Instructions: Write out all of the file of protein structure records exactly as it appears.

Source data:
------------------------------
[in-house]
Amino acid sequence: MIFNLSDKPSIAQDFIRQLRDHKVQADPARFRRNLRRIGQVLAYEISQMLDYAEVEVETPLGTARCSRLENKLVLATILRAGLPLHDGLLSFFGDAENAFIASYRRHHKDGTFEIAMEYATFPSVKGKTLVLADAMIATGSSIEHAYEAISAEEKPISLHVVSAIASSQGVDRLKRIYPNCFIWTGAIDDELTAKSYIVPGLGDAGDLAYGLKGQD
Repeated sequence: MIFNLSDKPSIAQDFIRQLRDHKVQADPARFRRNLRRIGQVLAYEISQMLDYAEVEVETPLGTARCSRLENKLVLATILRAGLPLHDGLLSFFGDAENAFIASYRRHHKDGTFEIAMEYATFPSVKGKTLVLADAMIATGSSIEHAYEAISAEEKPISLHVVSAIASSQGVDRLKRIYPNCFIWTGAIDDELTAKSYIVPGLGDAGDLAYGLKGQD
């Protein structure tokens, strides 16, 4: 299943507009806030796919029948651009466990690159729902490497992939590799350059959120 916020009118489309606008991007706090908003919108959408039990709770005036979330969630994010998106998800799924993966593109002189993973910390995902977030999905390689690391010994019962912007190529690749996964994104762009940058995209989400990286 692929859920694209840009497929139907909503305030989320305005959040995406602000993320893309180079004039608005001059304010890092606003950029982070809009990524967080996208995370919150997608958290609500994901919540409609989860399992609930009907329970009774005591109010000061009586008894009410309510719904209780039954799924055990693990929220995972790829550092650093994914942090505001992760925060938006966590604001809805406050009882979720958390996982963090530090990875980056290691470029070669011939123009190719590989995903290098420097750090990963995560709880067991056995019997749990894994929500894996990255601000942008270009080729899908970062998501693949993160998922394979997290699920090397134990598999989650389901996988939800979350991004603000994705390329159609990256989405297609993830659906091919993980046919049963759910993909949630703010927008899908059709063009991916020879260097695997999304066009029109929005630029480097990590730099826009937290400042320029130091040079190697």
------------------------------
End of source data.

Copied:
[in-house]
Amino acid sequence: MIFNLSDKPSIAQDFIRQLRDHKVQADPARFRRNLRRIGQVLAYEISQMLDYAEVEVETPLGTARCSRLENKLVLATILRAGLPLHDGLLSFFGDAENAFIASYRRHHKDGTFEIAMEYATFPSVKGKTLVLADAMIATGSSIEHAYEAISAEEKPISLHVVSAIASSQGVDRLKRIYPNCFIWTGAIDDELTAKSYIVPGLGDAGDLAYGLKGQD
Repeated sequence: MIFNLSDKPSIAQDFIRQLRDHKVQADPARFRRNLRRIGQVLAYEISQMLDYAEVEVETPLGTARCSRLENKLVLATILRAGLPLHDGLLSFFGDAENAFIASYRRHHKDGTFEIAMEYATFPSVKGKTLVLADAMIATGSSIEHAYEAISAEEKPISLHVVSAIASSQGVDRLKRIYPNCFIWTGAIDDELTAKSYIVPGLGDAGDLAYGLKGQD
């Protein structure tokens, strides 16, 4: 299943507009806030796919029948651009466990690159729902490497992939590799350059959120 916020009118489309606008991007706090908003919108959408039990709770005036979330969630994010998106998800799924993966593109002189993973910390995902977030999905390689690391010994019962912007190529690749996964994104762009940058995209989400990286 692929859920694209840009497929139907909503305030989320305005959040995406602000993320893309180079004039608005001059304010890092606003950029982070809009990524967080996208995370919150997608958290609500994901919540409609989860399992609930009907329970009774005591109010000061009586008894009410309510719904209780039954799924055990693990929220995972790829550092650093994914942090505001992760925060938006966590604001809805406050009882979720958390996982963090530090990875980056290691470029070669011939123009190719590989995903290098420097750090990963995560709880067991056995019997749990894994929500894996990255601000942008270009080729899908970062998501693949993160998922394979997290699920090397134990598999989650389901996988939800979350991004603000994705390329159609990256989405297609993830659906091919993980046919049963759910993909949630703010927008899908059709063009991916020879260097695997999304066009029109929005630029480097990590730099826009937290400042320029130091040079190697």